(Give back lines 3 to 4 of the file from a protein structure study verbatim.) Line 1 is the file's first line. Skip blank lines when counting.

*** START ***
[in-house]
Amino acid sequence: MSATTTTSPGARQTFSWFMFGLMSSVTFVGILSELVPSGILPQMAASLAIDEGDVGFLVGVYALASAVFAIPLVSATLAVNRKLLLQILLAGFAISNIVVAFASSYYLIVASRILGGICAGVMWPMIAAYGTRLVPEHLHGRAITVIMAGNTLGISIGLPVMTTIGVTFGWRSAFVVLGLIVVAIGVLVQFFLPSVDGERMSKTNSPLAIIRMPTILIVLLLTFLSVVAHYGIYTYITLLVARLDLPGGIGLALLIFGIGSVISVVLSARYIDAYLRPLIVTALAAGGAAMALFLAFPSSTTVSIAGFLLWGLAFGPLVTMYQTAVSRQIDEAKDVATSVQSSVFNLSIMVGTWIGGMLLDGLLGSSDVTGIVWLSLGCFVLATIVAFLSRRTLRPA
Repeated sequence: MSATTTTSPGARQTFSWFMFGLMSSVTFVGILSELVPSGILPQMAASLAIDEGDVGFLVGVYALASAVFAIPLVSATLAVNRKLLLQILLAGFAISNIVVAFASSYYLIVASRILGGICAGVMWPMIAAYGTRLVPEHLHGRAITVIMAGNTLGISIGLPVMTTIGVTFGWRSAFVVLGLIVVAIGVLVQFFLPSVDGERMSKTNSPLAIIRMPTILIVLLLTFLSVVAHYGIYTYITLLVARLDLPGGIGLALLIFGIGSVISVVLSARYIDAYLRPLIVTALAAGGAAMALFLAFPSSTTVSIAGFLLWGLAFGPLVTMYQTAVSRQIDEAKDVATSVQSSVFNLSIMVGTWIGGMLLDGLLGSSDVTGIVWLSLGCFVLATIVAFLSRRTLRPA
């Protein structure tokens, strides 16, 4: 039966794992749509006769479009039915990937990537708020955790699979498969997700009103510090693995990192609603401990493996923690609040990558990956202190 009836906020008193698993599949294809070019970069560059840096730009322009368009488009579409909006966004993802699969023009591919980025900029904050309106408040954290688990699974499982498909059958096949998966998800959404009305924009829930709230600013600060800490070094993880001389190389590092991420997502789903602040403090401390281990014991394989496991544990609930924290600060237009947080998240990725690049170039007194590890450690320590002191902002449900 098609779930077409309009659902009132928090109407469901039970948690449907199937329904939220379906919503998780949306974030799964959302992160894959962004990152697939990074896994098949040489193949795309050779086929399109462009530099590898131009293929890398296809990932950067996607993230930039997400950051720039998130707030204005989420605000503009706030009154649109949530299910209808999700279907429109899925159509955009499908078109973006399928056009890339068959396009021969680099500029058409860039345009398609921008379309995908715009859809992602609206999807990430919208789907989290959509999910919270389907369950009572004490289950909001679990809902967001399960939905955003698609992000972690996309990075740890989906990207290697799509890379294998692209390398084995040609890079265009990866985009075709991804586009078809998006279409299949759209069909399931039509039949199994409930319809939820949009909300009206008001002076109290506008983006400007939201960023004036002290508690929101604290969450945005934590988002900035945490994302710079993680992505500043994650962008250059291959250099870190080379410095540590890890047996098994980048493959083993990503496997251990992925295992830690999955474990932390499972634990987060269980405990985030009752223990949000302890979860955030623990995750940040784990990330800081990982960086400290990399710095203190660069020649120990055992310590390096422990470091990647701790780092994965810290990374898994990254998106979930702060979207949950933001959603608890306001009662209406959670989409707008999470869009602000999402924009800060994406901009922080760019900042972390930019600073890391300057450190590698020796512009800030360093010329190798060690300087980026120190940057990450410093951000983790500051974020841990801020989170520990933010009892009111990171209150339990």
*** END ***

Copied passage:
Repeated sequence: MSATTTTSPGARQTFSWFMFGLMSSVTFVGILSELVPSGILPQMAASLAIDEGDVGFLVGVYALASAVFAIPLVSATLAVNRKLLLQILLAGFAISNIVVAFASSYYLIVASRILGGICAGVMWPMIAAYGTRLVPEHLHGRAITVIMAGNTLGISIGLPVMTTIGVTFGWRSAFVVLGLIVVAIGVLVQFFLPSVDGERMSKTNSPLAIIRMPTILIVLLLTFLSVVAHYGIYTYITLLVARLDLPGGIGLALLIFGIGSVISVVLSARYIDAYLRPLIVTALAAGGAAMALFLAFPSSTTVSIAGFLLWGLAFGPLVTMYQTAVSRQIDEAKDVATSVQSSVFNLSIMVGTWIGGMLLDGLLGSSDVTGIVWLSLGCFVLATIVAFLSRRTLRPA
């Protein structure tokens, strides 16, 4: 039966794992749509006769479009039915990937990537708020955790699979498969997700009103510090693995990192609603401990493996923690609040990558990956202190 009836906020008193698993599949294809070019970069560059840096730009322009368009488009579409909006966004993802699969023009591919980025900029904050309106408040954290688990699974499982498909059958096949998966998800959404009305924009829930709230600013600060800490070094993880001389190389590092991420997502789903602040403090401390281990014991394989496991544990609930924290600060237009947080998240990725690049170039007194590890450690320590002191902002449900 098609779930077409309009659902009132928090109407469901039970948690449907199937329904939220379906919503998780949306974030799964959302992160894959962004990152697939990074896994098949040489193949795309050779086929399109462009530099590898131009293929890398296809990932950067996607993230930039997400950051720039998130707030204005989420605000503009706030009154649109949530299910209808999700279907429109899925159509955009499908078109973006399928056009890339068959396009021969680099500029058409860039345009398609921008379309995908715009859809992602609206999807990430919208789907989290959509999910919270389907369950009572004490289950909001679990809902967001399960939905955003698609992000972690996309990075740890989906990207290697799509890379294998692209390398084995040609890079265009990866985009075709991804586009078809998006279409299949759209069909399931039509039949199994409930319809939820949009909300009206008001002076109290506008983006400007939201960023004036002290508690929101604290969450945005934590988002900035945490994302710079993680992505500043994650962008250059291959250099870190080379410095540590890890047996098994980048493959083993990503496997251990992925295992830690999955474990932390499972634990987060269980405990985030009752223990949000302890979860955030623990995750940040784990990330800081990982960086400290990399710095203190660069020649120990055992310590390096422990470091990647701790780092994965810290990374898994990254998106979930702060979207949950933001959603608890306001009662209406959670989409707008999470869009602000999402924009800060994406901009922080760019900042972390930019600073890391300057450190590698020796512009800030360093010329190798060690300087980026120190940057990450410093951000983790500051974020841990801020989170520990933010009892009111990171209150339990």